The playwrights: 20 Shakespearean baby names

Shakespearean baby names

Shakespeare is undoubtedly one of the greatest playwrights in the history of ever, studied by students around the world and adapted by Hollywood over and over again. If you love all things about The Bard, then why not select a baby name that hails from one of his comedies or tragedies?

From The Tempest to The Taming of the Shrew, from MacBeth or Othello, Shakespeare had a tendency to choose elegant, virtuous and timeless names for his multitude of characters.

There are hundreds of names to choose from the 37 plays penned by Shakespeare but we’ve selected our favourite 20 Shakespearean baby names for all literary lovers out there.

Beyond Romeo and Juliet

Cleo: A shortened version of Cleopatra, this name is not only powerful but almost god-like. Mysterious and magical, Cleopatra is the heroine in Antony and Cleopatra. 

Cassius: To name your baby after a villain or to not name your baby after a villain? That is the question. If that villain’s name is as cute as Cassius in Julius Caesar, then we have to go with the former! And, hey, at least it’s not as brutal as Brutus!

Rosalind: A rose by any other name wouldn’t sound as sweet as As You Like It’s Rosalind. Or, you can opt for Rosaline, one of the female characters in Love Labour’s Lost.

Celia: Another As You Like It lady, Celia is both modern and classic.

Cordelia: Or, you can go with something a little longer, stronger and bolder with Cordelia, the kind daughter of King Lear.

Ophelia: Hailing from Shakespeare’s classic tragedy, Hamlet, the name Ophelia is melodic and pure.

Corin: Gentle and sweet, the name Corin means “spear” and is one of the characters in As You Like It. 

Lennox: Clearly Shakespeare was ahead of his time with this hipster classic. Before Lennox was rocking the uber-hip baby name charts, he was a character in Macbeth.

Lavinia: If you’ve read Titus Andronicus, then you will know this name well. And, if not, it’s still a unique option to consider.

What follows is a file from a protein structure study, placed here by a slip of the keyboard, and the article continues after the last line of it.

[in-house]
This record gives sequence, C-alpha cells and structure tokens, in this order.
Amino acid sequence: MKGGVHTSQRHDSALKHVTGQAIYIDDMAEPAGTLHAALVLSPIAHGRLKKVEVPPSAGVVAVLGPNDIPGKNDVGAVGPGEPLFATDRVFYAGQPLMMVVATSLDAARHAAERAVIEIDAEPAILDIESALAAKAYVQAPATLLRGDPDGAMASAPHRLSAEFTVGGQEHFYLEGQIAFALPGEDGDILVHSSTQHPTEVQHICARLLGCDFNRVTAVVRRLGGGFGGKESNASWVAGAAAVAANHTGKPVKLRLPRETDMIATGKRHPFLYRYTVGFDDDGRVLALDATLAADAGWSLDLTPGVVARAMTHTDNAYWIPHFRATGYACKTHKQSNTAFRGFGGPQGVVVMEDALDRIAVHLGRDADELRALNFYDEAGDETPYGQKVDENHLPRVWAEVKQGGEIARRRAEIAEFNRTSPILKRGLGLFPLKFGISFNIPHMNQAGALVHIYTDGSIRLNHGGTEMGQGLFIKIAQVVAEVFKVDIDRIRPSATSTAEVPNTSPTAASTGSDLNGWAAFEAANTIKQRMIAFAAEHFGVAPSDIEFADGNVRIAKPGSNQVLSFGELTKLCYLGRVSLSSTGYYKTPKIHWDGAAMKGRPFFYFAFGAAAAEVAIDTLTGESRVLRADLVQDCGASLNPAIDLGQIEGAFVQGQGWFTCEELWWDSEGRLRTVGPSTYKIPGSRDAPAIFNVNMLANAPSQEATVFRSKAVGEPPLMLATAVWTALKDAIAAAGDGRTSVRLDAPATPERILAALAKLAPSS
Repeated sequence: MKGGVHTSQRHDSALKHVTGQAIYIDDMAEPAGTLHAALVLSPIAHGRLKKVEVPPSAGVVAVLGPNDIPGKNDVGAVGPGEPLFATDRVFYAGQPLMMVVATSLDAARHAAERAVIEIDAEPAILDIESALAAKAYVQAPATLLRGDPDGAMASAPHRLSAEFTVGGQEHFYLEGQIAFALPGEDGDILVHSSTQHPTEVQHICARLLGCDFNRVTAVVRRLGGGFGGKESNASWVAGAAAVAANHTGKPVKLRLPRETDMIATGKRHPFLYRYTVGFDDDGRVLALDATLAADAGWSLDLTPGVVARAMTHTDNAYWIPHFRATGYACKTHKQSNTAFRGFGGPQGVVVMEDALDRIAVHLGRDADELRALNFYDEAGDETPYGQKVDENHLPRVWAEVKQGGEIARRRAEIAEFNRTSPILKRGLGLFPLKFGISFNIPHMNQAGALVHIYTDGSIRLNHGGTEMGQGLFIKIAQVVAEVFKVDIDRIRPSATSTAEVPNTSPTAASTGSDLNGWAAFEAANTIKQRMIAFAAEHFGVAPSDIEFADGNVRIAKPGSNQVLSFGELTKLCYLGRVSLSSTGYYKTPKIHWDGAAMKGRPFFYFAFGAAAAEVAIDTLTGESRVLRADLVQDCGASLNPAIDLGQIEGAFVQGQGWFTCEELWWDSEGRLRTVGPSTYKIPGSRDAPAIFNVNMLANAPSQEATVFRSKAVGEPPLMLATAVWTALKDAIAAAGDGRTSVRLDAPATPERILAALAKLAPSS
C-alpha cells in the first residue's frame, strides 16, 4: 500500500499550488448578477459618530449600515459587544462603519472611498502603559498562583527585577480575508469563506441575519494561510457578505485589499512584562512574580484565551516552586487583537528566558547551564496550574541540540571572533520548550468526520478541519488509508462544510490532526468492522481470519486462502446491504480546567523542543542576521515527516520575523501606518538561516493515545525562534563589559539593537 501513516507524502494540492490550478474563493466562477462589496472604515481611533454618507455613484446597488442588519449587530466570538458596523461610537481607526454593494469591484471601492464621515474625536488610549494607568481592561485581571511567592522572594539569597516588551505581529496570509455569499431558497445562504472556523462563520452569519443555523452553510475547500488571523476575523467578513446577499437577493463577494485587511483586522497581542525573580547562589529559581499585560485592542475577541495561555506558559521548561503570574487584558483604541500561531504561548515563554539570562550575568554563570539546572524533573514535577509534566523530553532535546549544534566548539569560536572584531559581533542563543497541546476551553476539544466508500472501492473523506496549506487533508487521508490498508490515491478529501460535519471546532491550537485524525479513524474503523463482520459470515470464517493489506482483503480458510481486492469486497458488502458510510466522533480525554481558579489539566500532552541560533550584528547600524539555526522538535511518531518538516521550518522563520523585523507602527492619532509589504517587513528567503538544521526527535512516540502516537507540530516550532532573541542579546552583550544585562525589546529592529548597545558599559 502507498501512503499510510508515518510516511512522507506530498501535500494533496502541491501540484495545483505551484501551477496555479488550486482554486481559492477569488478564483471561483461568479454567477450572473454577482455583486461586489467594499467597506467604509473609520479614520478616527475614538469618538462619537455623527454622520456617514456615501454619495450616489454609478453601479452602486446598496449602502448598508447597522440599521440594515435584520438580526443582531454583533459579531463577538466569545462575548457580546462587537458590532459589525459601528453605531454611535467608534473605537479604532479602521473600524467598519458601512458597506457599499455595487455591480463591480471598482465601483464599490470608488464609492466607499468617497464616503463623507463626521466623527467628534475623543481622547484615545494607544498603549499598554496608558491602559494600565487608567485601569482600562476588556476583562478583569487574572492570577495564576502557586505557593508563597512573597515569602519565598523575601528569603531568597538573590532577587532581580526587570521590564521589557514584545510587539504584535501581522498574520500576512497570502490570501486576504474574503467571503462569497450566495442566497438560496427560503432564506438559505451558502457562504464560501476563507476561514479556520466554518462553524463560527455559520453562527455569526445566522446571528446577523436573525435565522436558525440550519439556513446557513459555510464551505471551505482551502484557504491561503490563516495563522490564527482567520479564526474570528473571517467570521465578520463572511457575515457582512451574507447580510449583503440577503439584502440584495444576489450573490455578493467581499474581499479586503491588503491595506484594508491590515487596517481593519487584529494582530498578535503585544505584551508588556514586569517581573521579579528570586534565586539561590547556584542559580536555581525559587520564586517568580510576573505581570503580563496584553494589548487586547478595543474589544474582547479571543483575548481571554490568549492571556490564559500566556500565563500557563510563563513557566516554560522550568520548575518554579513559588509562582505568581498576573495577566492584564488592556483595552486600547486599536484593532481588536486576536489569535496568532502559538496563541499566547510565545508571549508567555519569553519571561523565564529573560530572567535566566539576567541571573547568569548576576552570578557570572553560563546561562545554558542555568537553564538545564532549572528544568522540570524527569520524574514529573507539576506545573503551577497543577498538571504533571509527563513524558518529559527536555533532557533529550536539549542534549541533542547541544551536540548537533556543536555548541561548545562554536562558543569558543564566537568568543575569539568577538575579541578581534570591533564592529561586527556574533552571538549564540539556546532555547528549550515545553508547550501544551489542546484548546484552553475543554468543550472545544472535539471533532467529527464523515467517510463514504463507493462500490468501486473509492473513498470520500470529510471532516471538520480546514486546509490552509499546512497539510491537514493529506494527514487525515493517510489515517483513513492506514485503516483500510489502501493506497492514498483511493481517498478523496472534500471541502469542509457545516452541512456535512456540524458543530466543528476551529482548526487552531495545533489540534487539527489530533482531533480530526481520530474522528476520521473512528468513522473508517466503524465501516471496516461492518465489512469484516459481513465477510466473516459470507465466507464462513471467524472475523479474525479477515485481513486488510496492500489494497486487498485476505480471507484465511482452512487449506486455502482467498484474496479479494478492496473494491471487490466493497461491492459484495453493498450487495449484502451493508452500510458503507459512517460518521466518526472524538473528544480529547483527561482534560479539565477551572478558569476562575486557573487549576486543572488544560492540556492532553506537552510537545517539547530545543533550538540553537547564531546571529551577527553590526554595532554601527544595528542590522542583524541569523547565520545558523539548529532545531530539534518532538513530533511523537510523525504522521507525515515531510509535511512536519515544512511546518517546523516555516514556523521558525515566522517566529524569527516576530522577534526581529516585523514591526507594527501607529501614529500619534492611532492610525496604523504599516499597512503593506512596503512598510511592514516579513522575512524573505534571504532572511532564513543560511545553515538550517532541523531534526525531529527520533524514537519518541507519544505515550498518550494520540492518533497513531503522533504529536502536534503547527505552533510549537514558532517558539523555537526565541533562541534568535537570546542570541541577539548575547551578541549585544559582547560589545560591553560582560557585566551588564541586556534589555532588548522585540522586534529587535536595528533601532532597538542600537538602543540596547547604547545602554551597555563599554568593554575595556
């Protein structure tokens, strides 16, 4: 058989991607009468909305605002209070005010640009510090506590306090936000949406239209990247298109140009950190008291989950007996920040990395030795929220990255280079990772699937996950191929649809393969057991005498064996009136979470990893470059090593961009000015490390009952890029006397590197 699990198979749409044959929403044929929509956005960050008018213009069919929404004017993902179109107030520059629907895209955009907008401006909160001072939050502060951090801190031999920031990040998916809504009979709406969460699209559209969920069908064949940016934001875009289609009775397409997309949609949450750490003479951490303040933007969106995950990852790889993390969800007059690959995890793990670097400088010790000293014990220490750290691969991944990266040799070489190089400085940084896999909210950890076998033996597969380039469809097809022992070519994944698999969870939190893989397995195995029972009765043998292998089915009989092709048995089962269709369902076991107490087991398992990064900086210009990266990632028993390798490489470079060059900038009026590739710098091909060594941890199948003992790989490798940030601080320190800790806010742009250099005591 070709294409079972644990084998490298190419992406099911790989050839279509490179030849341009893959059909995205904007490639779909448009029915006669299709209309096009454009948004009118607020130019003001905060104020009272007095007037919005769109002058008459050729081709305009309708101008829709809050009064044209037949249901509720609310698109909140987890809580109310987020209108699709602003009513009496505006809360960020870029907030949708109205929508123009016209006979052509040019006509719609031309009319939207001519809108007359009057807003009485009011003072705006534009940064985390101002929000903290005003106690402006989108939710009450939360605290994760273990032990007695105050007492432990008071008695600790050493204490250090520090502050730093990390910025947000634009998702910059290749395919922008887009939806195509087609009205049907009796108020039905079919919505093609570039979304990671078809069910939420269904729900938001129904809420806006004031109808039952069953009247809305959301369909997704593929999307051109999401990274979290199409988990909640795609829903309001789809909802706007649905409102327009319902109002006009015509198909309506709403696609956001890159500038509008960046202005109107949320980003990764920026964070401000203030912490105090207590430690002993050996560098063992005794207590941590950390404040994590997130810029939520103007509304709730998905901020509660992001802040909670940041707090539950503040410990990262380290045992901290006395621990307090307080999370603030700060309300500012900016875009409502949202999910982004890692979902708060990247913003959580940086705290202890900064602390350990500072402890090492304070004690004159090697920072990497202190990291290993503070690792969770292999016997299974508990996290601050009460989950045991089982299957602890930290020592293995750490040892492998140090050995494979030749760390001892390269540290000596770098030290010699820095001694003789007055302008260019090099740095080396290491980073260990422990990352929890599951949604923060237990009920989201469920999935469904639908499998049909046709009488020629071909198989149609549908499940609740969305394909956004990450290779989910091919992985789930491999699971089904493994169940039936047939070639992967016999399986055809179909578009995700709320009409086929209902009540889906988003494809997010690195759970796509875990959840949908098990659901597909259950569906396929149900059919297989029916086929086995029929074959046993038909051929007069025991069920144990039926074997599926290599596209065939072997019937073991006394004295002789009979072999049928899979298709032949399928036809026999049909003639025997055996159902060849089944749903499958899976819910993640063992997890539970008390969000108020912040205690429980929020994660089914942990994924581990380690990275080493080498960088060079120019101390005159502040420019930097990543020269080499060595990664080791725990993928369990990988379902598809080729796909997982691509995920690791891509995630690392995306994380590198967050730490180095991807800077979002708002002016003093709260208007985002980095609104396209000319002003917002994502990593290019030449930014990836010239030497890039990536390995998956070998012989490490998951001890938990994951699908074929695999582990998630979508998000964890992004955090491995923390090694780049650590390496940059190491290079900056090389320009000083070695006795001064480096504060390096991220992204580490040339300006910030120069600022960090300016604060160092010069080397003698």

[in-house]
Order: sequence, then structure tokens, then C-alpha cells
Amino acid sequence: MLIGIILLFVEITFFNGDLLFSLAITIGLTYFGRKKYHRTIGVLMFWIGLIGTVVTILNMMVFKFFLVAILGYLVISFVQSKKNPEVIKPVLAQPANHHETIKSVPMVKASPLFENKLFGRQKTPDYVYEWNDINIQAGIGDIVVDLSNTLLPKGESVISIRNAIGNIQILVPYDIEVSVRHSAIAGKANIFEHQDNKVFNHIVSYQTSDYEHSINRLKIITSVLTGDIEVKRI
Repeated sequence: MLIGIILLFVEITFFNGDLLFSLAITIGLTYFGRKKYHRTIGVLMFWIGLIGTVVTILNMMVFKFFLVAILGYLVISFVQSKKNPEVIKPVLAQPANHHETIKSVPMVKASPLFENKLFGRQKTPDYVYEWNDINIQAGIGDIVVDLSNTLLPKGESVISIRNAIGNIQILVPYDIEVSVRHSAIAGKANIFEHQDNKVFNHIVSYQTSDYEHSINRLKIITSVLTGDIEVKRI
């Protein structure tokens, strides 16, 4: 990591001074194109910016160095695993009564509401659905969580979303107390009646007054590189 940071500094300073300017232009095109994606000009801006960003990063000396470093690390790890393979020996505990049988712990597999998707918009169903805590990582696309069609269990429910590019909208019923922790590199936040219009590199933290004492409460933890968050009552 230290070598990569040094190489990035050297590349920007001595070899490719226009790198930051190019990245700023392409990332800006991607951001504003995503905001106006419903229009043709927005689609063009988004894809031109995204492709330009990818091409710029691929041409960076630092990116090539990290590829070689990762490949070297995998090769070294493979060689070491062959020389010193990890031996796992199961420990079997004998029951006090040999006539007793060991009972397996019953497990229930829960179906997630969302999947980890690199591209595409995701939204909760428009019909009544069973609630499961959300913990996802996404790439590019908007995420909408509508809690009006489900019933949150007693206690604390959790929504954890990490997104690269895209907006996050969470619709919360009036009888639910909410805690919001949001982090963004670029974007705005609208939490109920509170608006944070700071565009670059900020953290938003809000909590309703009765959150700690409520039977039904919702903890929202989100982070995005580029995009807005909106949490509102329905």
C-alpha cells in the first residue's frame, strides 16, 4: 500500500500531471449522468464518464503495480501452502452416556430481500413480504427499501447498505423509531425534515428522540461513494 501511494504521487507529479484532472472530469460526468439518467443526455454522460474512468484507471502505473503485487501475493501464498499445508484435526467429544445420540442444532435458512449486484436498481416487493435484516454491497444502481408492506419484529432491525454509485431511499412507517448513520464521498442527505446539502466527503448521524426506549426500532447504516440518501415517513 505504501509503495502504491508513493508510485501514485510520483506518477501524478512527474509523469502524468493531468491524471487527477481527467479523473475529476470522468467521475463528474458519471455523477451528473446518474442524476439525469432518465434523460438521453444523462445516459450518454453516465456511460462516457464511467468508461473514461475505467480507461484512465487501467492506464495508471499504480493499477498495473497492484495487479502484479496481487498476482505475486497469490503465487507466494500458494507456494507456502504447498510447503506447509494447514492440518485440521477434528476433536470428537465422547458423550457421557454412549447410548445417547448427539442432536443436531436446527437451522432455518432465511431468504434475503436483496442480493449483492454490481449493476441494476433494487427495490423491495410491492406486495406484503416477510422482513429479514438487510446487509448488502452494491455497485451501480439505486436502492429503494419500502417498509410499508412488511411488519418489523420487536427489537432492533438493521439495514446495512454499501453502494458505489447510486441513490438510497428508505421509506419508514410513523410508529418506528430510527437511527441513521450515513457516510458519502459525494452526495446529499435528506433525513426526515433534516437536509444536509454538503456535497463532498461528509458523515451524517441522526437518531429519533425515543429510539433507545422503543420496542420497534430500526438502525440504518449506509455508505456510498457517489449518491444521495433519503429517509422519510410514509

Emilia: Making its way up the baby name charts is this classic twist on the more popular Amelia. Emilia is also one of the wittiest female characters in Othello.

Bianca: A leading lady in both Othello and The Taming of the Shrew, Bianca glistens with elegance. It also happens to mean “white, shining”.

Cassio: Another Othello alum, the name Cassio certainly packs a heavy punch. Or should we say pillow?

Dion: Although Dion plays a minor role in The Winter’s Tale, the name is still worth mentioning. Dion is also short for Dionysus, the Greek god of wine. Cheers!

Luciana: Shakespeare certainly loved those Italian names for his feminine characters, including the beautifully divine Luciana, which hails from The Comedy of Errors.

Regan: King Lear’s faithful daughter, Regan comes with royal connotations and is perfectly suited for either a prince or princess.

Sebastian: Another baby name that remains timeless and trendy, the name Sebastian was used in both The Tempest and Twelfth Night. 

Viola: How could we mention Sebastian without including his Twelfth Night twin sister, Viola?

Toby: Okay, so Sir Toby Belch isn’t the most divine character in Twelfth Night, but the name is still pretty cute! Just ignore the surname…

Albie: Short for Albany, a character in King Lear, Albie is a name that we predict will be big in the coming years.

Imogen: Although Shakespeare’s obscure Cymbeline isn’t usually on the syllabus for students, the name Imogen certainly deserves a second chance. That goes for the name Morgan too, which also hails from the pages of Cymbeline.

Looking for more names inspired by literature? Check out these baby names especially picked for expecting bookworms.